“During COVID-19, Richmond residents have to deal with Chevron’s pollution on top of the pandemic,” said Miguel Diaz, a student at Richmond High School, during the virtual press conference. “What is the limit? Where do we draw the line and say enough is enough? When do we move past Chevron?”

Richmond Councilmember Eduardo Martinez agreed, noting the long list of health concerns faced by people in West Contra Costa County who have lived in the shadow of the refineries for decades, including high rates of asthma.

Sawyer, of Contra Costa County, said during the council meeting earlier in the month that the county investigators in the wake of the spill tested the air in the community for levels of toxic materials, but found nothing above a “background” level, and did not indicate any concerns about what they found.

But Martinez, in the press conference Tuesday, pointed out that people are concerned about the impact of pollution that has been weighing on them for so long.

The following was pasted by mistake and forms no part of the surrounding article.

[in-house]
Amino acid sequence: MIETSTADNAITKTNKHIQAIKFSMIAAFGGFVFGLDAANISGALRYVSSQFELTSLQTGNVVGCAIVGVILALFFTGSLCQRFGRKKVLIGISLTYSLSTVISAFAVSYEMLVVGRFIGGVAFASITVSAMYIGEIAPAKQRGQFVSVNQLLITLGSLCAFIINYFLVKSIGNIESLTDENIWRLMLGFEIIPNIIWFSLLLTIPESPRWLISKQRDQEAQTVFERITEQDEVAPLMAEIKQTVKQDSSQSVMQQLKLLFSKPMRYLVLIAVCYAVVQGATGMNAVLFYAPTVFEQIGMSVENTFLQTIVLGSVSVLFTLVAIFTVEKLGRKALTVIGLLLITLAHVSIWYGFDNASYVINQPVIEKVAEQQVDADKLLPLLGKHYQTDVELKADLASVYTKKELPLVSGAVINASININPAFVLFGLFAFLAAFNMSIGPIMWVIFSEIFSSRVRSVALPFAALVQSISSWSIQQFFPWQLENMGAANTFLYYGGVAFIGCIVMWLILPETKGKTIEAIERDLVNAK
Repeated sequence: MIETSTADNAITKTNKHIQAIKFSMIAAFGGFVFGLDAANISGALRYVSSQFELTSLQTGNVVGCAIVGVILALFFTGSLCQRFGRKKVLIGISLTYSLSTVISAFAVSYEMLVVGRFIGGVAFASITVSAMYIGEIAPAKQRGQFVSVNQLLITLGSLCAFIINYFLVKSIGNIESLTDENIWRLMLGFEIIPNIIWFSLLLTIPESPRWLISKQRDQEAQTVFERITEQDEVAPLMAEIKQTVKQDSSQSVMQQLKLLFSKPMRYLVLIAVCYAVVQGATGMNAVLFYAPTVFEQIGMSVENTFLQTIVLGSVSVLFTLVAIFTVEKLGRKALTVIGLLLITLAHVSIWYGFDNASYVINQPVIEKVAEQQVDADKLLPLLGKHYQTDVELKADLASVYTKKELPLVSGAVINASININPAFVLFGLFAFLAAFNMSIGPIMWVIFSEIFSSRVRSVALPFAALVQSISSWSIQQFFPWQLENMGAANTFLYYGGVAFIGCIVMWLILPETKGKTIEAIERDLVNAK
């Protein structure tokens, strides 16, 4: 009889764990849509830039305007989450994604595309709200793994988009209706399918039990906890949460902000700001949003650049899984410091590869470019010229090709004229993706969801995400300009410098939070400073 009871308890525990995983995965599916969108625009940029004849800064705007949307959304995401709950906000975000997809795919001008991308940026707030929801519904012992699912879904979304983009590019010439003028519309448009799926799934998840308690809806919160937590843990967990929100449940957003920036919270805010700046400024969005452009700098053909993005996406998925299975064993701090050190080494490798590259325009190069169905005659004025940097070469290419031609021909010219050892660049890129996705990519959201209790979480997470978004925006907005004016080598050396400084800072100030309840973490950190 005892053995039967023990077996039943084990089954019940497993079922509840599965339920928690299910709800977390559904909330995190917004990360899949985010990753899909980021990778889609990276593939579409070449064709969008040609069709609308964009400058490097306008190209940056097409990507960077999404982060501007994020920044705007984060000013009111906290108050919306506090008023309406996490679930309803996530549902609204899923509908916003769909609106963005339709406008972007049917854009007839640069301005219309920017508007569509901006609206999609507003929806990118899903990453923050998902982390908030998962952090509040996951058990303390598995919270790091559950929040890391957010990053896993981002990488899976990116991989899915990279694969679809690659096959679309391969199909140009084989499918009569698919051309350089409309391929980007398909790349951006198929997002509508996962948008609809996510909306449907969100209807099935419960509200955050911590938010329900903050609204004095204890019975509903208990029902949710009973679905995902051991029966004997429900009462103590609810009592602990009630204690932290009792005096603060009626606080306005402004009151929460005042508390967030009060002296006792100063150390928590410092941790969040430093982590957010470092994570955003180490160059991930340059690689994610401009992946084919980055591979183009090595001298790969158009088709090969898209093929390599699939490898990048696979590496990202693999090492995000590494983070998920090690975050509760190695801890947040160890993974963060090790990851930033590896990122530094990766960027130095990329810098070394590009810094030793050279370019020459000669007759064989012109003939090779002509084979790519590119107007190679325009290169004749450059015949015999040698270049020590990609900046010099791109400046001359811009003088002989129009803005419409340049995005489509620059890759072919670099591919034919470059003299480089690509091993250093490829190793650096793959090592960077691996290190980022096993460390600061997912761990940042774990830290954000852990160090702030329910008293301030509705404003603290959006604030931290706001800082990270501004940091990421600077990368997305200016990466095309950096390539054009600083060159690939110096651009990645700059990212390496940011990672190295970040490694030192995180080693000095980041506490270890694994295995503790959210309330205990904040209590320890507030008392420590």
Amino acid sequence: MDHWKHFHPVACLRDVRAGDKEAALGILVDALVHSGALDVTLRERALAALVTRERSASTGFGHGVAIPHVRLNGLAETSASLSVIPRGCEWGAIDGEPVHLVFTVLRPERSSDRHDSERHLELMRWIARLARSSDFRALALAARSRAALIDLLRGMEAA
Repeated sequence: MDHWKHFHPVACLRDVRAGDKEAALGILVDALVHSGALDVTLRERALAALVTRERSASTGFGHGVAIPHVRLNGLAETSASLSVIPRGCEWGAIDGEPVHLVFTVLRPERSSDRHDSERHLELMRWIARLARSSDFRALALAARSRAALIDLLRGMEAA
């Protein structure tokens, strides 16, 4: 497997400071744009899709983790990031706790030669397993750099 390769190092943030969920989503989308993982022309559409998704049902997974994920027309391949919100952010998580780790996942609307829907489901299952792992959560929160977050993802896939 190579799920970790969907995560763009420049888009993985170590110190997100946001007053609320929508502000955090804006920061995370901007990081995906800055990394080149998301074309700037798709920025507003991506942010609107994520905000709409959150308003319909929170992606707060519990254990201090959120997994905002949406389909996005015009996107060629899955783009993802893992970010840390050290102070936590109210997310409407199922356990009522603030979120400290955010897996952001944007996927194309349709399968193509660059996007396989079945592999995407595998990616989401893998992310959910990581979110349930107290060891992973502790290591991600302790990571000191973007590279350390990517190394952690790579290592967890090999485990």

Recent flaring incidents — the burning off of excess gases — have raised alarm. And according to U.S. Environmental Protection Agency records, the refinery was slapped with almost 150 enforcement actions within the last five years.

“I realize government sets ‘acceptable’ levels of pollution, but there is no real acceptable level of pollution,” Martinez said. “It’s not as if we start each day with fresh lungs.”

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